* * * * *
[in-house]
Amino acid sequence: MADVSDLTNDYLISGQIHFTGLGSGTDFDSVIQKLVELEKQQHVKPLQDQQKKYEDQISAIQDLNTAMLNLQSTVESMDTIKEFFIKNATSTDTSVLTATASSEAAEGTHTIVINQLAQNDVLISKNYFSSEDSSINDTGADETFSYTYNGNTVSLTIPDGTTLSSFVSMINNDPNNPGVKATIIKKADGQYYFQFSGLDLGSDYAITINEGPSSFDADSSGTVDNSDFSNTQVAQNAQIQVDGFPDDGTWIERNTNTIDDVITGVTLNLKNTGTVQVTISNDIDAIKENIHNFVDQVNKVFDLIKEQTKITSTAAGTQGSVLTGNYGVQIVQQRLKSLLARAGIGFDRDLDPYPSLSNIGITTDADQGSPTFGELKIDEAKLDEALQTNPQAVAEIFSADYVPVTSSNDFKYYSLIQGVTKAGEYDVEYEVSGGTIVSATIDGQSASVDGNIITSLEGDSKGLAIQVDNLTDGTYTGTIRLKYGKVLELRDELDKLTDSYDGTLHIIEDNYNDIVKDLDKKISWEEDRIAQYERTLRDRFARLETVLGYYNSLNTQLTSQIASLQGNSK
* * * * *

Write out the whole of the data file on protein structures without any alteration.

[in-house]
Amino acid sequence: MADVSDLTNDYLISGQIHFTGLGSGTDFDSVIQKLVELEKQQHVKPLQDQQKKYEDQISAIQDLNTAMLNLQSTVESMDTIKEFFIKNATSTDTSVLTATASSEAAEGTHTIVINQLAQNDVLISKNYFSSEDSSINDTGADETFSYTYNGNTVSLTIPDGTTLSSFVSMINNDPNNPGVKATIIKKADGQYYFQFSGLDLGSDYAITINEGPSSFDADSSGTVDNSDFSNTQVAQNAQIQVDGFPDDGTWIERNTNTIDDVITGVTLNLKNTGTVQVTISNDIDAIKENIHNFVDQVNKVFDLIKEQTKITSTAAGTQGSVLTGNYGVQIVQQRLKSLLARAGIGFDRDLDPYPSLSNIGITTDADQGSPTFGELKIDEAKLDEALQTNPQAVAEIFSADYVPVTSSNDFKYYSLIQGVTKAGEYDVEYEVSGGTIVSATIDGQSASVDGNIITSLEGDSKGLAIQVDNLTDGTYTGTIRLKYGKVLELRDELDKLTDSYDGTLHIIEDNYNDIVKDLDKKISWEEDRIAQYERTLRDRFARLETVLGYYNSLNTQLTSQIASLQGNSK